Currently in his 51st year with the Warriors organization, Al Attles’ current stint with the same team
represents the longest active streak in the NBA. The 74-year-old Attles joined the Warriors in 1960
(Philadelphia Warriors’ fifth-round draft choice) and has since been affiliated with the club in one
capacity or another, building a unique relationship based on commitment, loyalty and dedication.
Attles is one of only five players inWarriors history to have his jersey retired (#16) – joining Rick Barry
(#24), Wilt Chamberlain (#13), Nate Thurmond (#42) and Tom Meschery (#14) – and remains one of
the most publicly recognizable sports figures in the Bay Area.
His endless contributions locally as a player, executive and civic leader resulted in his much-deserved induction into the Bay Area
Sports Hall of Fame in 1993. Additionally, in the summer of 2006, the newly refurbished outdoor basketball court at Lincoln
Square Park in downtown Oakland was permanently renamed “Alvin Attles Court” in honor of the local legend and longtime
In the latter stages of the 1969-70 NBA campaign, Attles was named head coach of the Warriors, replacing George Lee after 52
games (spent the final two years of his playing career [1969-70 and 1970-71] as a player/coach). His 30-game stint as head coach
to end that season proved to be the start of the longest head coaching run in Warriors franchise history, a 13-plus year tenure
which produced, among other highlights, the lone NBA Championship in the club’sWest Coast history (1974-75).
During his 13-year coaching run, Attles guided theWarriors to six playoff berths, two division titles and amassed an overall 557-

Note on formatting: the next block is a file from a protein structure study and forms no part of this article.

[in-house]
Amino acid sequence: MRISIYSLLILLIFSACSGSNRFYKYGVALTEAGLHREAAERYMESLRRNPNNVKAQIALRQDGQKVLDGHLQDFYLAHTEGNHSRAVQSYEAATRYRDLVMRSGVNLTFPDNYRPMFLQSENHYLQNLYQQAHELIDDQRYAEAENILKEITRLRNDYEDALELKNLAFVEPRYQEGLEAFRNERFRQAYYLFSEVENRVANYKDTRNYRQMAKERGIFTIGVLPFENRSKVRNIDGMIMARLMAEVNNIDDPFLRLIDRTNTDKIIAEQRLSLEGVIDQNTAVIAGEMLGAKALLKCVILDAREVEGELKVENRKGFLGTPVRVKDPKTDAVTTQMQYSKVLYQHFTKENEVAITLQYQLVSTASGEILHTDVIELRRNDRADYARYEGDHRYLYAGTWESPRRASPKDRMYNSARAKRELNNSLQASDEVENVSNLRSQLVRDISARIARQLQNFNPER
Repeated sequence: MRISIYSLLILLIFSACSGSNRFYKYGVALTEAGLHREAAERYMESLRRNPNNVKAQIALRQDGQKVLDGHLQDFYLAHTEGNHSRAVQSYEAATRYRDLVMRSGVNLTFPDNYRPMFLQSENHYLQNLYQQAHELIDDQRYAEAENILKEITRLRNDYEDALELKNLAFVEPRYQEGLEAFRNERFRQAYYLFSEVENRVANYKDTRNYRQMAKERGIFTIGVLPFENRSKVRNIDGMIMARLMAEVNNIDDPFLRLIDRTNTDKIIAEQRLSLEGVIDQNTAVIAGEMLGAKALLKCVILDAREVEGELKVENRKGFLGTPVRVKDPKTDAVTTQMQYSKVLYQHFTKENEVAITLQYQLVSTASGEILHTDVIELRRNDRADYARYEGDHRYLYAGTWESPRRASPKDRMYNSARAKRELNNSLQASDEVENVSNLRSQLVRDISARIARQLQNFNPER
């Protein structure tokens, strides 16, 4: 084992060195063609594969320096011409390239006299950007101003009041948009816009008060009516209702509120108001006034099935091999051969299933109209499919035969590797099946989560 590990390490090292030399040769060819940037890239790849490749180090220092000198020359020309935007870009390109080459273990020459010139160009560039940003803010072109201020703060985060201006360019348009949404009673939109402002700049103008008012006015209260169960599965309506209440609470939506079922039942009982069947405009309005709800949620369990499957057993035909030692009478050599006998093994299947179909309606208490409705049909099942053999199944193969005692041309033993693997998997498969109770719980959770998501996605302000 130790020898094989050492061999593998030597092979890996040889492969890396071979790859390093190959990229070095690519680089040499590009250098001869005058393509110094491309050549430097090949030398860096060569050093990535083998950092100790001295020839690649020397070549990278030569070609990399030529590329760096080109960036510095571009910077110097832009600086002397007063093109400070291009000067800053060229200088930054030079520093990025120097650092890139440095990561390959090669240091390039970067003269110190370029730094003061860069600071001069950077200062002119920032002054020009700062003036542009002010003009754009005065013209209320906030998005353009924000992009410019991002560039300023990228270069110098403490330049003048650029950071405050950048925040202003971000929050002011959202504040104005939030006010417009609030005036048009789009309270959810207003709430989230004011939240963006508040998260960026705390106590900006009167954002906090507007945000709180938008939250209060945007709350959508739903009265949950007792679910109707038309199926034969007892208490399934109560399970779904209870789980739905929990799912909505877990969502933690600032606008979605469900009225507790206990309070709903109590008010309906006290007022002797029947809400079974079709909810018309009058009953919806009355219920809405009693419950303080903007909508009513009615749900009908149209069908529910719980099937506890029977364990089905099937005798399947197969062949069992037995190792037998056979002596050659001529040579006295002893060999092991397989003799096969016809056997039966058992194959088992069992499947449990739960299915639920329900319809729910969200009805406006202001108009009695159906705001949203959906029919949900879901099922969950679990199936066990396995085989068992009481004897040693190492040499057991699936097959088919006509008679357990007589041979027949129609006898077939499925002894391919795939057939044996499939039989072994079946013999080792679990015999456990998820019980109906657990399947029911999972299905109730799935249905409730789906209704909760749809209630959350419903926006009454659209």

518 record, which ranks 20th on the NBA’s all-time coaches winning list. One season after leading Golden State to the NBA title,
he led theWarriors to a sparkling 59-23 record in 1975-76, the best mark in franchise history and the top record in the NBA that
season. He also was named head coach of the Western Conference All-Star Team in both 1975 and 1976. Attles completed his
coaching career in 1982-83 to become theWarriors GM, heading the team’s basketball operations for three years.
One of the most aggressive and hard-nosed players in the league,
Attles earned the unique nickname of “The Destroyer,” which
appropriately described his mentality on the floor. During his 11-year
NBA career, he averaged 8.9 points, 3.5 rebounds and 3.5 assists in 711
regular-season games and currently ranks fifth on the Warriors alltime
games played list (711). Furthermore, he was involved in one of
themostmemorable games in NBA history on March 2, 1962, when he
and teammateWilt Chamberlain combined for 117 points against the
NewYork Knicks, the most ever by a pair of players in league annals. In
that game, Attles tallied 17 points (8-8 FG, 1-1 FT), while Chamberlain
netted an all-time NBA record 100 points. He retired following the
1970-71 campaign to focus strictly on coaching, eliminating his duel
role as player/coach.
A 1960 graduate of North Carolina A&T, Attles earned his Bachelor’s
Degree in Physical Education and History. He later added a Master’s
Degree in Curriculum and Instruction to his credentials from the
University of San Francisco in 1983.
Al and his wife, Wilhelmina, reside in Oakland and have two adult
children, Alvin III and Erica.
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